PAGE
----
Newly elected Santa Clara County Sheriff Bob Jonsen just passed his 90-day mark on the job, having begun work on December 12, 2022. Coming in April will be an official publication covering Jonsen’s first 100 days. In the meantime, The Beat caught up with the new Sheriff by phone for an exclusive interview:
“Overall,” said Jonsen, “the reception’s been great, the energy’s been fantastic, and I really like the direction we’re headed.”
For four and a half years prior to starting his work as County Sheriff, Jonsen served as Police Chief in Palo Alto. Before that, he was the Chief in Menlo Park for five years. That role followed a 27-year run at the L.A. County Sheriff’s Department.
“It was a lot of thoughtfulness,” Jonsen shared, recounting his process of deciding to run for County Sheriff. “I was actually pretty content in Palo Alto.”
But with previous Sheriff Laurie Smith on her way out amid civil corruption and misconduct charges, Jonsen saw no one with the right level of executive experience throwing their hat in the ring. He said to himself, It makes sense. My education, my background experience all add up. So let’s do it.
Describing his new job, Jonsen shared, “It’s really operationally no different than running a municipality. It’s on a much bigger scale…You have the jails. You have the courts. You have transportation. You have parks. There’s a lot more to it.”
The Santa Clara County Sheriff’s Office has over 1,800 personnel in total. Jonsen highlights his relationships with County partners as paramount to keeping the whole machine in motion.
Turning his attention to Milpitas, Jonsen spoke first of the Elmwood Correctional Facility located here; he would like to enhance the jail’s educational opportunities, an area where the Milpitas Unified School District (MUSD) plays a role. Meanwhile, in general, he seeks to support the Milpitas Police Department (MPD) and “Reduce crimes that are specific to the region. Property-related would be one of those.”
In an interview with Vice Mayor Evelyn Chua, The Beat discussed Jonsen’s intention to form partnerships and open dialogue with all the cities in the county (there are 15 in total), building on how he operated in Palo Alto. When she learned about Jonsen’s practice of holding community forums there, she asked him, “Aren’t you bombarded with questions?”
“No,” he said, “it turned out to be effective.”
Said Chua, “He wants to do the same thing for the Santa Clara County cities. Milpitas will have a voice on our specific issues.”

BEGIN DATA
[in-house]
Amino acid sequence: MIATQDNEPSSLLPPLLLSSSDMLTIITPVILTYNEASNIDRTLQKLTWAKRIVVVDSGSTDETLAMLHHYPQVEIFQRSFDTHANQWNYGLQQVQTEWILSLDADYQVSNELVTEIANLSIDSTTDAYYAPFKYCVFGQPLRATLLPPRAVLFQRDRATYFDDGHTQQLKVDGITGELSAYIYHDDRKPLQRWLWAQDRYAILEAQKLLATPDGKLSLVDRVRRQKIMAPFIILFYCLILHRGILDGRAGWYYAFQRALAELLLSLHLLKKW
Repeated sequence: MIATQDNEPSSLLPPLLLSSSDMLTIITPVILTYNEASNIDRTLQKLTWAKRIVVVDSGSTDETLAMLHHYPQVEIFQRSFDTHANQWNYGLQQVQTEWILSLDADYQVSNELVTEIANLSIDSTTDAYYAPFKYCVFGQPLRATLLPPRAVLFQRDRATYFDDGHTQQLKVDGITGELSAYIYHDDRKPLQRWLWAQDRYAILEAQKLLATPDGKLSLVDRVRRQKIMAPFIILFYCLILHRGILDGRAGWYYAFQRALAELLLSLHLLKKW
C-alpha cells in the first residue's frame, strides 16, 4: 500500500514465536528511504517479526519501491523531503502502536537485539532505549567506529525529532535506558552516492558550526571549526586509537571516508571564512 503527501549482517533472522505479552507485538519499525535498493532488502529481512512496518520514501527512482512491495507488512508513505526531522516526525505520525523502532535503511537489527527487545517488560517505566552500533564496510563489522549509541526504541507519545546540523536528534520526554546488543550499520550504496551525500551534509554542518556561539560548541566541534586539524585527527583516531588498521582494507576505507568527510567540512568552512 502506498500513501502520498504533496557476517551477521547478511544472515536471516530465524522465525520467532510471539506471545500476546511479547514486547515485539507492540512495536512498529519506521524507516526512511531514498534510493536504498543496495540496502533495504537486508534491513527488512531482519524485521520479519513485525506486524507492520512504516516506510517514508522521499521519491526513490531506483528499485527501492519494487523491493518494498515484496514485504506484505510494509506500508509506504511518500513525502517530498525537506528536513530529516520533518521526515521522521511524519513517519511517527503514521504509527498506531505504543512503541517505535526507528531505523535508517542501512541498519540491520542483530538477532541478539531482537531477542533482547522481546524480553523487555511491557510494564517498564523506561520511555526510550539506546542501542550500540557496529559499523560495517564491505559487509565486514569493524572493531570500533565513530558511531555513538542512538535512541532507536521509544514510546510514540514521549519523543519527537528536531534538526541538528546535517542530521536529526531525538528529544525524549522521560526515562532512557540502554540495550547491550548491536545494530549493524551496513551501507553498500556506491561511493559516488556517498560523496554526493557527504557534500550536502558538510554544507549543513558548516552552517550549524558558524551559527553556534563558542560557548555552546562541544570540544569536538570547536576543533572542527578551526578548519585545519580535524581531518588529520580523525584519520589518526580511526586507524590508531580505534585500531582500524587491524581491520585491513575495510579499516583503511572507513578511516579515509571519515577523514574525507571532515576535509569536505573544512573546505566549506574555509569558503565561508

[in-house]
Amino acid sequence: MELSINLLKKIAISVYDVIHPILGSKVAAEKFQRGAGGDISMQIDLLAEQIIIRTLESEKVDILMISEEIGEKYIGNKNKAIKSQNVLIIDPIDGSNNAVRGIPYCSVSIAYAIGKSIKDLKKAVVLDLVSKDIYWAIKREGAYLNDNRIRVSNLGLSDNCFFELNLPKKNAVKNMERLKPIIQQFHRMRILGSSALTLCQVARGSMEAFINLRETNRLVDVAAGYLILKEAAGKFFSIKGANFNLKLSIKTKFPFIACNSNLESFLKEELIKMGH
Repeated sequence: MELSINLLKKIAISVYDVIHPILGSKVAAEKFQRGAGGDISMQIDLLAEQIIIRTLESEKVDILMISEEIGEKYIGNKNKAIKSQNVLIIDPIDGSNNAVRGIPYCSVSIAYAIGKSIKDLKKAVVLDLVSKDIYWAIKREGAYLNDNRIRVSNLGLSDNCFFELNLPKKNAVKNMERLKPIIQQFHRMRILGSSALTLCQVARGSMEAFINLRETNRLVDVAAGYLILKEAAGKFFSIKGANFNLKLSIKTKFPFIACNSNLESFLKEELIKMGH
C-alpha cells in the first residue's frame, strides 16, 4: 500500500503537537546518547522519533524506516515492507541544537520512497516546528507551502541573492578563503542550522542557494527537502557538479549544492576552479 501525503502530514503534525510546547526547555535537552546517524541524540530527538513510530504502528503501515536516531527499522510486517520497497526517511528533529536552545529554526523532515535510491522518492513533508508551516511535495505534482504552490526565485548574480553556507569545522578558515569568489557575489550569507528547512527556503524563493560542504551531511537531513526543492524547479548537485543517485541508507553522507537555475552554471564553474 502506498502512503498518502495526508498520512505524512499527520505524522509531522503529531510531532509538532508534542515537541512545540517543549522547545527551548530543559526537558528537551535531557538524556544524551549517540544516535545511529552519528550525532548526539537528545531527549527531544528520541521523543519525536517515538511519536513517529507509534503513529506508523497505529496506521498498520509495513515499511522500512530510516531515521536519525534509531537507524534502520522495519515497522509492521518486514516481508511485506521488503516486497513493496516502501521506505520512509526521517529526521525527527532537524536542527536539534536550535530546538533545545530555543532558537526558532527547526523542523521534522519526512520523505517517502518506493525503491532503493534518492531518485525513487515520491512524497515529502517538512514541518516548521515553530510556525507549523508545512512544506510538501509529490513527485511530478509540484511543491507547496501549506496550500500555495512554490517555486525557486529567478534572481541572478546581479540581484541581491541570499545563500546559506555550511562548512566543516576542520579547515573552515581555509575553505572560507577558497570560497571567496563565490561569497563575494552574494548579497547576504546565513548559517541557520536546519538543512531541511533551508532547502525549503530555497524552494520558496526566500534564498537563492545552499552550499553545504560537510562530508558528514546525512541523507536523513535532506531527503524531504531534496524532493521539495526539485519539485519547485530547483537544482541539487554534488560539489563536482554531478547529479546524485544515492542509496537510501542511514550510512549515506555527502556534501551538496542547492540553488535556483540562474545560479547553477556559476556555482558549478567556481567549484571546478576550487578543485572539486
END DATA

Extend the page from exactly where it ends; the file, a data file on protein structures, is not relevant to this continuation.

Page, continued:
Chua then addressed commonplace local concerns around how long it takes to book arrestees at the Santa Clara County Main Jail.
“I found out from Chief Jared [Hernandez],” Chua said, “that it takes two to three hours for our officers to book a suspect.”
During that time, the officers and suspects are usually out waiting in the parking lot.
Jonsen said to Chua, “I can do something about that…”
“That’s actually a concern for all our municipalities,” Jonsen shared with The Beat. “A lot of that was brought on due to the pandemic, as well” due to more booking protocols being added (ones which were recently removed). “In a perfect world,” he said, “we’re going to be able to bring that down to a manageable time.”
“That one is really good for Milpitas,” Chua said. “That saves us a lot of hours.”
As another part of the suspect booking process, Chua shared that “There’s also an element of them determining, Is this a drug issue, a mental health issue…” Officers have to call a variety of agencies to find out.
Sheriff Jonsen has therefore been looking into using high-tech computer applications so that officers can jumpstart the process before arriving at the jail.
Said Jonsen, “I think there is potential for some type of app-based program that can help us be more efficient in our booking protocols.” Using such an app, officers who’ve made an arrest will be able to see in advance how long the booking process is expected to take, depending on the Main Jail’s capacity at that time.
He noted how one benefit of more efficient bookings means more time for officers to spend out on patrol…
“Because the more those officers are in your city, visible in your city, that’s gonna help reduce crime.”